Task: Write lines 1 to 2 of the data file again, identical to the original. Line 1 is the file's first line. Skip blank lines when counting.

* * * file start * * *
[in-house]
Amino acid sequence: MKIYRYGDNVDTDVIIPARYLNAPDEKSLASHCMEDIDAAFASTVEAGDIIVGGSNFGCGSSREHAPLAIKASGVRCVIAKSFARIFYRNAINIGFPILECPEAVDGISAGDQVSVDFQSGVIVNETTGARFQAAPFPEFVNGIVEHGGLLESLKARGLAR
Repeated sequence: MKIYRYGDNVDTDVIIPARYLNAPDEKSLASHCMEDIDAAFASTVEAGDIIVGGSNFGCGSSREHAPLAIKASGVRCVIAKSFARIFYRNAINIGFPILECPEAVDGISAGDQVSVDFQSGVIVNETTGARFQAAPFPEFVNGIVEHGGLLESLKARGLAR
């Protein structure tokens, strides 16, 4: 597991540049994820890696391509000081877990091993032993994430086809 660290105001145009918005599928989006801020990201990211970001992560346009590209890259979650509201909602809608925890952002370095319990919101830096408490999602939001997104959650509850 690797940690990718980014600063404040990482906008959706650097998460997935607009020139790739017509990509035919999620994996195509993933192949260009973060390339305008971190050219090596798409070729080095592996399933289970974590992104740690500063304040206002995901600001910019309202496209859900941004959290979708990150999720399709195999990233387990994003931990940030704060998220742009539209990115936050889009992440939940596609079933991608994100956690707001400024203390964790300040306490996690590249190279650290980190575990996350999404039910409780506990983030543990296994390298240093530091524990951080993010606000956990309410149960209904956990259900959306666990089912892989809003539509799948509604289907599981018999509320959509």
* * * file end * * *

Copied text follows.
[in-house]
Amino acid sequence: MKIYRYGDNVDTDVIIPARYLNAPDEKSLASHCMEDIDAAFASTVEAGDIIVGGSNFGCGSSREHAPLAIKASGVRCVIAKSFARIFYRNAINIGFPILECPEAVDGISAGDQVSVDFQSGVIVNETTGARFQAAPFPEFVNGIVEHGGLLESLKARGLAR